Conservation Award

The Delaware Audubon Conservation Award
2007 - Debbie Heaton

PLEASE NOTE: This is an archive article from 2007. It was accurate at the time it was written, but may now be out of date.

Delaware Audubon presented its 2007 Conservation Award to Debbie Heaton at its annual meeting May 20. Debbie was honored for her dedication to preserving Delaware's environment.

2007 Conservation Award recipient Debbie Heaton with her art print award

2007 Conservation Award Winner Debbie Heaton with her art-print award, and Delaware Audubon President Mark Martell

Ms. Heaton spent more than 16 years with the Sierra Club on both the regional and national level — serving on or chairing numerous committees. In Delaware, she served as Sierra Club Chapter chair, conservation chair, and newsletter editor.

In August 2004 she started working with The Nature Conservancy as Donor Relations Manager, focusing on fund raising and marketing. She also serves as chair of the board of the GreenWatch Institute, which makes grants to environmental organizations which work to protect the lands, waters and air of the Delaware River watershed.

She helped coordinate a gathering of environmental groups at Ashland Nature Center. This became the Delaware Environmental Network (DEN), which for several years met to discuss and work toward common issues. In recent years, DEN has become an email information-sharing network.

After obtaining an undergraduate degree in Interior Design and a Master's of Visual Arts, Debbie Heaton married into the Delaware Chapter of the Sierra Club. Recycling was her original cause of choice, but her interests soon broadened.

Ms. Heaton recalls that 20 years ago many of her peers were frustrated with seeing developments shoot up. They began to worry about the future of their drinking water supplies. She soon became very involved in the Sierra Club's campaign to improve water quality. Although she had little background in the chemistry and biology that scientists use to determine water standards, she found the scientists more than willing to share their knowledge with her.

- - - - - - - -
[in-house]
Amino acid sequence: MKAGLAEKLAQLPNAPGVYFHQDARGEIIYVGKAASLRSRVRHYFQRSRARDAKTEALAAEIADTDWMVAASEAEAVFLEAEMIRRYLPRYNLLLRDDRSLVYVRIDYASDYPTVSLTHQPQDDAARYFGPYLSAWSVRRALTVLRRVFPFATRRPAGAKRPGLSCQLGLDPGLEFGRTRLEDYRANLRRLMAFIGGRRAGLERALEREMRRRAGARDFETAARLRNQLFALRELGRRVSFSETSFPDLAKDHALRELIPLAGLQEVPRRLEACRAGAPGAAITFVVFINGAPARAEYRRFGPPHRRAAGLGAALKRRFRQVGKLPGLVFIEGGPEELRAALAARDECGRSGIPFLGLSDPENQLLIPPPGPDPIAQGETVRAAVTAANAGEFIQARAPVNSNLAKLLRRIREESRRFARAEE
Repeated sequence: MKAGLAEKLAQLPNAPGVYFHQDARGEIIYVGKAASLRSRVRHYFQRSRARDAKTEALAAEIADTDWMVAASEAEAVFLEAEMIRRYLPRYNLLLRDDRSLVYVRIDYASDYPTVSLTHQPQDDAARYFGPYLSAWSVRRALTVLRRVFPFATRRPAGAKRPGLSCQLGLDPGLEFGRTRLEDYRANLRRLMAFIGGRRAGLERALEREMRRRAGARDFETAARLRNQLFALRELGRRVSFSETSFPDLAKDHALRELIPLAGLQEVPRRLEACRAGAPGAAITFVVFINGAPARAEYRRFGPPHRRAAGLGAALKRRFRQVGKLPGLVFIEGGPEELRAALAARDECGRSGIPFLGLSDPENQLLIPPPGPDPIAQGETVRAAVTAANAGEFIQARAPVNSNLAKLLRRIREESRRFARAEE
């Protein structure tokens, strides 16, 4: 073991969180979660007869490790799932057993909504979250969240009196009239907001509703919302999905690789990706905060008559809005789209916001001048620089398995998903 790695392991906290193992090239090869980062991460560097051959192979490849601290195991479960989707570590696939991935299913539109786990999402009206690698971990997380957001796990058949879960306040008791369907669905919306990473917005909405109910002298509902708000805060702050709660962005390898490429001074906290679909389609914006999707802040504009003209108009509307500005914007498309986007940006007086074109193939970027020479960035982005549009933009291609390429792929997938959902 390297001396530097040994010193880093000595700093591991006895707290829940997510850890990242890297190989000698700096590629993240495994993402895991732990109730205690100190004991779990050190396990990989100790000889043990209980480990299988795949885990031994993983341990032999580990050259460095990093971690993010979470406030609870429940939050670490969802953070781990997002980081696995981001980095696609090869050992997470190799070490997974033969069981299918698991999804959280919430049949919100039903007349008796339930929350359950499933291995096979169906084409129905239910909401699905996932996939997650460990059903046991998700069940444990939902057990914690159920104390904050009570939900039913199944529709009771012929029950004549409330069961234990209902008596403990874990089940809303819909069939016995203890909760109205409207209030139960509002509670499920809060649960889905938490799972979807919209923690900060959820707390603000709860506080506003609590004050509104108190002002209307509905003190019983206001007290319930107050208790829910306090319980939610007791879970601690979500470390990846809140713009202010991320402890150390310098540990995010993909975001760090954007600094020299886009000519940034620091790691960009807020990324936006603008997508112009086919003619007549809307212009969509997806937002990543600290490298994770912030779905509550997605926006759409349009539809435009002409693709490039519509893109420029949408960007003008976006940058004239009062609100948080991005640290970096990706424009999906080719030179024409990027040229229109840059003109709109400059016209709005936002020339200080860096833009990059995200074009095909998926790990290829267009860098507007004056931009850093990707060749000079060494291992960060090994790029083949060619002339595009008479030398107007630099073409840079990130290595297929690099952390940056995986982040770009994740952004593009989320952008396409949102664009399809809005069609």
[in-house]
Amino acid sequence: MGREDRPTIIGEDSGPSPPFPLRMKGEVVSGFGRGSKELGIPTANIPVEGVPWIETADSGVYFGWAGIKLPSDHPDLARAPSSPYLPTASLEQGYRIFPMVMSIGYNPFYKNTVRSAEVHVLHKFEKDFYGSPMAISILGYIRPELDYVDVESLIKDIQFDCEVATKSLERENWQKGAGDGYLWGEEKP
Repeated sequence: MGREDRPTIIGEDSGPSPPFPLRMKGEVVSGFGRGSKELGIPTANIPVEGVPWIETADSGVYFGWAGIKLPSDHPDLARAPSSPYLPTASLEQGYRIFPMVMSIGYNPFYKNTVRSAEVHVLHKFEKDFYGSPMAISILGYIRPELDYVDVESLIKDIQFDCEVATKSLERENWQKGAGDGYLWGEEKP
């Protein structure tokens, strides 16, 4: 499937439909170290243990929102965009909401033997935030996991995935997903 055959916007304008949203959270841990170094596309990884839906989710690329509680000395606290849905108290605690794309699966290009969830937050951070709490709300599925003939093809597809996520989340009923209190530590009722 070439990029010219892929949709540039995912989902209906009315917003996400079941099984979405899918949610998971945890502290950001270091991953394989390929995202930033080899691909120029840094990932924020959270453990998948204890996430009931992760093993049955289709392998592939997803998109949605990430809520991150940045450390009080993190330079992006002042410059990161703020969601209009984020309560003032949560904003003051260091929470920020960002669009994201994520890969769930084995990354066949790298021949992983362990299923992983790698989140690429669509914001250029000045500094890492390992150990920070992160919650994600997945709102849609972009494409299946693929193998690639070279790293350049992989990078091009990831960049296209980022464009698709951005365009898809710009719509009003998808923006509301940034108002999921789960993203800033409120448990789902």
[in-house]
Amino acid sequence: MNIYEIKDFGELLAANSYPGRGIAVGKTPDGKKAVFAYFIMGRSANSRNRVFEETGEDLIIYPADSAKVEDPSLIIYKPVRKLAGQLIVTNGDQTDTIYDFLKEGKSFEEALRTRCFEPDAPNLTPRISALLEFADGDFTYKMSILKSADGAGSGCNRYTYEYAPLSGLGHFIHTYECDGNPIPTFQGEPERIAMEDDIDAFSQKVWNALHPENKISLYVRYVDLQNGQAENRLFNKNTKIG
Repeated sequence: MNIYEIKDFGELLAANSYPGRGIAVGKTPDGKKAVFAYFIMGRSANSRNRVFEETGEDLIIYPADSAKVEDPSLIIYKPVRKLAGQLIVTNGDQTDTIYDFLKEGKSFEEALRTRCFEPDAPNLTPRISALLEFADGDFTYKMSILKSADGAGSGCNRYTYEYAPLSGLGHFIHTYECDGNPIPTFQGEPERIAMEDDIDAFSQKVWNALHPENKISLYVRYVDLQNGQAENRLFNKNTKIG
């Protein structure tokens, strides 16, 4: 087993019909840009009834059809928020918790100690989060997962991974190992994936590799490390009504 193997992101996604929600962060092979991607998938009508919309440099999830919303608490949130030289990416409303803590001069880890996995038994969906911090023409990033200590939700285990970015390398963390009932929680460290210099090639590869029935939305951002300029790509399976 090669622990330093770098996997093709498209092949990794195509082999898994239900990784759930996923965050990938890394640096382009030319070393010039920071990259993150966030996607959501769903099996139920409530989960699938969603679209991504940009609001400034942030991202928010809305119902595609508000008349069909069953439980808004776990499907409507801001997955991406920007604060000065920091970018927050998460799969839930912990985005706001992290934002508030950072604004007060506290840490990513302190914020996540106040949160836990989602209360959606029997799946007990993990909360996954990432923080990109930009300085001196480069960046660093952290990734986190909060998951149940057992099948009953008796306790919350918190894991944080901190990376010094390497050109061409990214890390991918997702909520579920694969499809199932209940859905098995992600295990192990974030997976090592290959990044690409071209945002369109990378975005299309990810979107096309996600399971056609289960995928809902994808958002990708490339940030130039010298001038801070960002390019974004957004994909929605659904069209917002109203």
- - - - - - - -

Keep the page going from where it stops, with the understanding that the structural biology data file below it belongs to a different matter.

She describes the Sierra Club's role in Delaware environmental politics as mostly reactive, though in the case of Total Maximum Daily Loads (TMDLs – a calculation of maximum amount of a pollutant that a water body can receive and still meet water quality standards), she takes pride in the role they were able to play. "If we keep on top of the issues, one day we'll be able to proactive."

Ms. Heaton became involved in the Appoquinimink Tributary Action Team when she read about it in the Middletown Transcript. She went to her first meeting about six months after the team was conceived. Thinking it was important for members of the Sierra Club to remain involved in the TMDL issue, she joined in and was welcomed into the team. "It was important to show that we were looking at the whole picture and wouldn't walk away from the problem," she says. Heaton feels that the experience of the members is an important contribution to the teams.

"We understand that there needs to be a culture change and realization of the nonpoint (pollution) impacts citizens have," she clarified. Heaton believes the disconnect between people and their environment, such as not getting outside for enough recreation, is one factor to blame for the state of our waterways. She said that if people were outside and could see their effect on the waterways, they would be more cognizant of how their daily activities impact the environment.

Ms. Heaton has enjoyed playing the part of advocate for the watershed. She sees the Trib Team continuing their mission of support and education to municipalities, schools and land owners into the future.

Ms. Heaton likens the river's subtle beauty to Delaware's marshy land form. She explains, "I wish the Appo was more of a free-flowing river, but it's just quietly there," Although she and the team have been through the hardest part of a team's journey, the research, discussion and recommendation, Debbie Heaton is excited about the future and the difference the Tributary Action Teams have made.

"I'm looking toward the next step," she says.

In receiving her award, Ms. Heaton urged Delawareans to use their power as consumers, their power as citizens, and their power as political constituents to help make a difference for the environment. She challenged the state's environmental groups to get others involved in the effort; and she reminded people to "enjoy the natural world" as a key part of environmental awareness.

See the link below for a complete list of past recipients of the Delaware Audubon Society Conservation Award.